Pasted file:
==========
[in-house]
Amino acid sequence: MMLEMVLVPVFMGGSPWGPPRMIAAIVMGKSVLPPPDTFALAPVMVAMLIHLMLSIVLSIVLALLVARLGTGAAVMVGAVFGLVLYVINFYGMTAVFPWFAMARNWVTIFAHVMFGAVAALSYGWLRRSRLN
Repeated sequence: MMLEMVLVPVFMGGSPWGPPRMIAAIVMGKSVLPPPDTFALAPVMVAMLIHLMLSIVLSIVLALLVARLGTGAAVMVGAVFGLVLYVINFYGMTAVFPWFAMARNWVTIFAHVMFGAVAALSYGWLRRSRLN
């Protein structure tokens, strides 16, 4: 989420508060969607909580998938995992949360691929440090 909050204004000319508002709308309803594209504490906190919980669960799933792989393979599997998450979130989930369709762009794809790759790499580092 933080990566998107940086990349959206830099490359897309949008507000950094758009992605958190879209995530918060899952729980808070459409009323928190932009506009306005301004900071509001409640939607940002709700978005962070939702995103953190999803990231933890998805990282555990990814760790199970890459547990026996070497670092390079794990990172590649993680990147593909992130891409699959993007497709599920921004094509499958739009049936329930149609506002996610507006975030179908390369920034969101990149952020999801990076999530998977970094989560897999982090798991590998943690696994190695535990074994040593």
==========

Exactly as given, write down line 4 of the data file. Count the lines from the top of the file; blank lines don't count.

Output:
């Protein structure tokens, strides 16, 4: 989420508060969607909580998938995992949360691929440090 909050204004000319508002709308309803594209504490906190919980669960799933792989393979599997998450979130989930369709762009794809790759790499580092 933080990566998107940086990349959206830099490359897309949008507000950094758009992605958190879209995530918060899952729980808070459409009323928190932009506009306005301004900071509001409640939607940002709700978005962070939702995103953190999803990231933890998805990282555990990814760790199970890459547990026996070497670092390079794990990172590649993680990147593909992130891409699959993007497709599920921004094509499958739009049936329930149609506002996610507006975030179908390369920034969101990149952020999801990076999530998977970094989560897999982090798991590998943690696994190695535990074994040593």